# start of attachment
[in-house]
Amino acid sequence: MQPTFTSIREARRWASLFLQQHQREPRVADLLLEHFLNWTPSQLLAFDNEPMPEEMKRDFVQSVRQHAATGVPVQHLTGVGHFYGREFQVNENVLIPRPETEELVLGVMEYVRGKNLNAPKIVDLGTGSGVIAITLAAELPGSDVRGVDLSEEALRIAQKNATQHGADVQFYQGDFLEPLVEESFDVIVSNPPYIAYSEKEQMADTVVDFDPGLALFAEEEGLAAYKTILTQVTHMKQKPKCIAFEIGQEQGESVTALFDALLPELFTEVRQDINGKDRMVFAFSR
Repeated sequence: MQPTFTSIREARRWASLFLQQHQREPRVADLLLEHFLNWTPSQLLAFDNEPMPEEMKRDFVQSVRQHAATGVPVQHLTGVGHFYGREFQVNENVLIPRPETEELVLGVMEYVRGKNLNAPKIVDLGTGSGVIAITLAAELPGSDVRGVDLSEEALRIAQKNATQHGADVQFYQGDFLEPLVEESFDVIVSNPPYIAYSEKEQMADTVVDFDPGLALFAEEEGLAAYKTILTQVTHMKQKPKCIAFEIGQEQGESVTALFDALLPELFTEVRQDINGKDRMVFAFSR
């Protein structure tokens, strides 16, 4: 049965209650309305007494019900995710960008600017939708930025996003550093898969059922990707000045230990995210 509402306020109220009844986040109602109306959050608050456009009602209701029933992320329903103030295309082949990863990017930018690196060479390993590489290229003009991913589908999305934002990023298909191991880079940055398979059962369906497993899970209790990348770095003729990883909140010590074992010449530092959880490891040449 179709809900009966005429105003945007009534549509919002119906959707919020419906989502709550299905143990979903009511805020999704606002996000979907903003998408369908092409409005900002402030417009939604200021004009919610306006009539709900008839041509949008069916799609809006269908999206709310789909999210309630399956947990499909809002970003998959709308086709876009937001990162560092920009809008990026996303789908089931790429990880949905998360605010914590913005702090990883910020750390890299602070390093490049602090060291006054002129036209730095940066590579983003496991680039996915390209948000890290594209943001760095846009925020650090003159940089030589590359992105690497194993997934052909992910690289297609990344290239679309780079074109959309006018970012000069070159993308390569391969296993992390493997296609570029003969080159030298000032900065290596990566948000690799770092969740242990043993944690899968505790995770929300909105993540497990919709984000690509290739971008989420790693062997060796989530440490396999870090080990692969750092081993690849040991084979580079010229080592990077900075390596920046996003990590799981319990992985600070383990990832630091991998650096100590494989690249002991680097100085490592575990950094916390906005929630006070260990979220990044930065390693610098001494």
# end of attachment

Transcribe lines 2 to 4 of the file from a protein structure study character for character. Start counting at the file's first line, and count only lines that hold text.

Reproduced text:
Amino acid sequence: MQPTFTSIREARRWASLFLQQHQREPRVADLLLEHFLNWTPSQLLAFDNEPMPEEMKRDFVQSVRQHAATGVPVQHLTGVGHFYGREFQVNENVLIPRPETEELVLGVMEYVRGKNLNAPKIVDLGTGSGVIAITLAAELPGSDVRGVDLSEEALRIAQKNATQHGADVQFYQGDFLEPLVEESFDVIVSNPPYIAYSEKEQMADTVVDFDPGLALFAEEEGLAAYKTILTQVTHMKQKPKCIAFEIGQEQGESVTALFDALLPELFTEVRQDINGKDRMVFAFSR
Repeated sequence: MQPTFTSIREARRWASLFLQQHQREPRVADLLLEHFLNWTPSQLLAFDNEPMPEEMKRDFVQSVRQHAATGVPVQHLTGVGHFYGREFQVNENVLIPRPETEELVLGVMEYVRGKNLNAPKIVDLGTGSGVIAITLAAELPGSDVRGVDLSEEALRIAQKNATQHGADVQFYQGDFLEPLVEESFDVIVSNPPYIAYSEKEQMADTVVDFDPGLALFAEEEGLAAYKTILTQVTHMKQKPKCIAFEIGQEQGESVTALFDALLPELFTEVRQDINGKDRMVFAFSR
């Protein structure tokens, strides 16, 4: 049965209650309305007494019900995710960008600017939708930025996003550093898969059922990707000045230990995210 509402306020109220009844986040109602109306959050608050456009009602209701029933992320329903103030295309082949990863990017930018690196060479390993590489290229003009991913589908999305934002990023298909191991880079940055398979059962369906497993899970209790990348770095003729990883909140010590074992010449530092959880490891040449 179709809900009966005429105003945007009534549509919002119906959707919020419906989502709550299905143990979903009511805020999704606002996000979907903003998408369908092409409005900002402030417009939604200021004009919610306006009539709900008839041509949008069916799609809006269908999206709310789909999210309630399956947990499909809002970003998959709308086709876009937001990162560092920009809008990026996303789908089931790429990880949905998360605010914590913005702090990883910020750390890299602070390093490049602090060291006054002129036209730095940066590579983003496991680039996915390209948000890290594209943001760095846009925020650090003159940089030589590359992105690497194993997934052909992910690289297609990344290239679309780079074109959309006018970012000069070159993308390569391969296993992390493997296609570029003969080159030298000032900065290596990566948000690799770092969740242990043993944690899968505790995770929300909105993540497990919709984000690509290739971008989420790693062997060796989530440490396999870090080990692969750092081993690849040991084979580079010229080592990077900075390596920046996003990590799981319990992985600070383990990832630091991998650096100590494989690249002991680097100085490592575990950094916390906005929630006070260990979220990044930065390693610098001494």